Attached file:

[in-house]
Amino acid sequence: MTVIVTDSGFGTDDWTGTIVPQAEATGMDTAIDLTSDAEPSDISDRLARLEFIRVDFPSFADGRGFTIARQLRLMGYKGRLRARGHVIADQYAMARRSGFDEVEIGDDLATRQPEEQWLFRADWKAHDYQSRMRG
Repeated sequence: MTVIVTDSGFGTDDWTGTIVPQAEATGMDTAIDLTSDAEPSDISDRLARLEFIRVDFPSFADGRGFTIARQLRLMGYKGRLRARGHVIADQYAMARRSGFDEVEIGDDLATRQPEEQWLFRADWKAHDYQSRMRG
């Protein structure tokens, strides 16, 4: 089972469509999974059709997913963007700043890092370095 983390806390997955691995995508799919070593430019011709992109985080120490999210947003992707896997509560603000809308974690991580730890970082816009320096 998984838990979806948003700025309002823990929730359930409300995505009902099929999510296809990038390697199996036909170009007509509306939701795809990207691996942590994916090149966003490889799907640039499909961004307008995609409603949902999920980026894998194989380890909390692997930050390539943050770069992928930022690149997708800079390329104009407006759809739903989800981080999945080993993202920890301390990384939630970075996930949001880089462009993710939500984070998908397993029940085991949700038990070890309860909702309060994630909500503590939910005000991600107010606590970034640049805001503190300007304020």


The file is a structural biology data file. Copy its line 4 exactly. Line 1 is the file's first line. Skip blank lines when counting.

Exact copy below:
């Protein structure tokens, strides 16, 4: 089972469509999974059709997913963007700043890092370095 983390806390997955691995995508799919070593430019011709992109985080120490999210947003992707896997509560603000809308974690991580730890970082816009320096 998984838990979806948003700025309002823990929730359930409300995505009902099929999510296809990038390697199996036909170009007509509306939701795809990207691996942590994916090149966003490889799907640039499909961004307008995609409603949902999920980026894998194989380890909390692997930050390539943050770069992928930022690149997708800079390329104009407006759809739903989800981080999945080993993202920890301390990384939630970075996930949001880089462009993710939500984070998908397993029940085991949700038990070890309860909702309060994630909500503590939910005000991600107010606590970034640049805001503190300007304020």